Are your dungeons broken? Do your players throw rotten fruit at you when they have to play your game? Do your game-making rivals snicker at you every time you make a new release? Don’t suffer under the embarrassment of horrible gameplay! Read our dungeon design tips and fix it!
(Okay, that was way too dramatic. We’re just gonna offer some more tips for designing better dungeons. If you’re just joining us, check out Part 1 here.)
Okay, let’s pick up where we left off!
Reduce enemy encounters in puzzle areas
Have you ever tried to solve a puzzle in a dungeon and find yourself constantly fighting off random battles? And by the time you finish the annoying, in-the-way battle, you forgot what you were doing in the puzzle in the first place?
Yeah, that gets old.
Highly recommended: when your play dynamic shifts…in this case, emphasizing puzzle over battles…consider reducing less important play elements (random battles). This will create focus on what you actually want the player to focus on in any particular situation. This actually applies to a lot of circumstances, funneling attention toward what is important.
Hints for Big Events
Here’s a new addition to our sheet of things that are just plain polite for gameplay. Do you have ways to hint to your player that a boss fight is near? Or that a point-of-no-return is coming? Maybe your player is playing along, thinking they’ll quit in a few minutes, as soon as they find the next save point, and suddenly they’re stuck in an involved cutscene and can’t quickly quit to go deal with something else.
So, what to do about that? Earthbound alerts players that a boss fight is imminent by representing the boss on the map with a consistent sparkle. You see that, you always know a boss fight is coming, and you can prepare properly.
Or consider Ara Fell. This is a game that does an excellent job of ensuring that the player knows when anything abnormal is coming…even a lengthy cutscene. Boss fight coming? Save reminder, point of no return reminder. Long cutscene? Reminders. Not only do you know something’s up and can prepare for it, you have a chance to conveniently save. It might be too hand-holdy for some peoples’ preferences, but you gotta admit, it caters to player comfort.
Multiple Ways to Solve Problems
Most games, especially RPGs, tend to present a problem…of any variety…with one solution to the problem. From a certain standpoint, this makes sense. A lock takes a key. A switch needs to be flipped.
But what if any given problem could have more than one solution? What if you could choose to fight the battle…or circumvent it by taking a separate action? What if you could use the key to open the door…or blow it up with a bomb?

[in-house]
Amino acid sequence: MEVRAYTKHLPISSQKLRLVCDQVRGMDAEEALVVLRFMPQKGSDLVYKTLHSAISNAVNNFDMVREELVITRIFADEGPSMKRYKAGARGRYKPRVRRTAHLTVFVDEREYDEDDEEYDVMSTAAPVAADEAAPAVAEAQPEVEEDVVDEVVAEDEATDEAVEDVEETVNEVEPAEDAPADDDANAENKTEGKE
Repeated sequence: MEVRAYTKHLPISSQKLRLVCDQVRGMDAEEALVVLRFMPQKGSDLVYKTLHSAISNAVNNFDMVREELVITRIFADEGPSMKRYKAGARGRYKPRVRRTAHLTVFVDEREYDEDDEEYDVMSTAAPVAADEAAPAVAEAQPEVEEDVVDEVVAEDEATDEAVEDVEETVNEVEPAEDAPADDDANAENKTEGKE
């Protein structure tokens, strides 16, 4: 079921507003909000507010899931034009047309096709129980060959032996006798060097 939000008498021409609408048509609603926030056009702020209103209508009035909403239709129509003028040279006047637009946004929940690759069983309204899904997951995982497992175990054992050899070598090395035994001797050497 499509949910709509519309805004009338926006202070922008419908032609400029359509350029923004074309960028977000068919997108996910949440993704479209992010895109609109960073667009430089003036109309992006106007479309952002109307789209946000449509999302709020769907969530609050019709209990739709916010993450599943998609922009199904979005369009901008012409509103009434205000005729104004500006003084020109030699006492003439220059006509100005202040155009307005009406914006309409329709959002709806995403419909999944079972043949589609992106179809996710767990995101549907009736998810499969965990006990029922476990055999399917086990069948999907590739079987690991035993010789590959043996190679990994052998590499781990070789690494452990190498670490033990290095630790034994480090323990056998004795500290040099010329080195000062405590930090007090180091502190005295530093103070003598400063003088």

Having a straightforward solution is good, but having a separate solution that can make things easier for the player, or give a better payoff, is even better. The players who don’t take notice of the separate solution can keep playing along the intuitive route, but the clever players get to bask in the aura of their own smartness if they obviously avoided something they didn’t really want to be involved in anyway.
Make Sure Items Do Logical Things
Usually, this is pretty straightforward. Again, keys fit locks. Round recesses might take mystical orbs of power. Torches should be lit (or snuffed out). Tiles should be stepped on, possibly in the right order.
You might be thinking this is a crazy thing to add to this list, until you realize that this item made the list because, I’ve been told, a certain game that shall remain nameless uses an axe to chop up rocks to clear a path.
What. The. Heck. Even.
It isn’t fair to players to expect them to figure out that your common item does an uncommon thing.
And while you’re at it, make sure your puzzles themselves make sense.
The player may not understand how to solve the puzzle, but the provided details need to make a sensible framework. Besides having the elements make sense…don’t expect people to be able to know things like “this rock can be set on fire”…the puzzle should have such a flow that the player can’t, and shouldn’t need to, resort to trial and error to get by. For instance, if you have a button-pushing puzzle that consists of only a small handful of buttons, the player might well just randomly push buttons until they discover the answer, without actually having to think about it except for keeping track of the combinations they’ve tried. It’s mostly tedious and there’s no real reward for it since no brain power went into it. Have your beta testers try it out and see if they actually solve the puzzle the way you intend.
Vary up the treasure
Treasure, one of the jewels in the crown of a well-constructed dungeon. Exploring all those passageways needs an excellent payoff, especially for larger dungeons. Low-level potions and outdated equipment won’t get it here; they’re barely good for selling off. Don’t forget to add in some really great stuff that’s worth the trouble to dig around for, otherwise players may just stop looking around altogether and make a beeline for the exit so they can get out of this place and move on.
Hint at the Boss Design Early
Your dungeon probably has lots of creepy crawlies to dispatch before you reach the final boss. Why not use that as an opportunity to hint at how to defeat the boss of the area? The small enemies and the boss probably have some commonalities. You can gradually hint at a complicated boss design in small ways, and since the player will have that foundation, they won’t be totally lost (and require a tutorial) if you have an elaborate final fight.
That’s it for Part 2! Hope these tips help you refine your dungeon and puzzle structure, making a nicer overall experience for your players.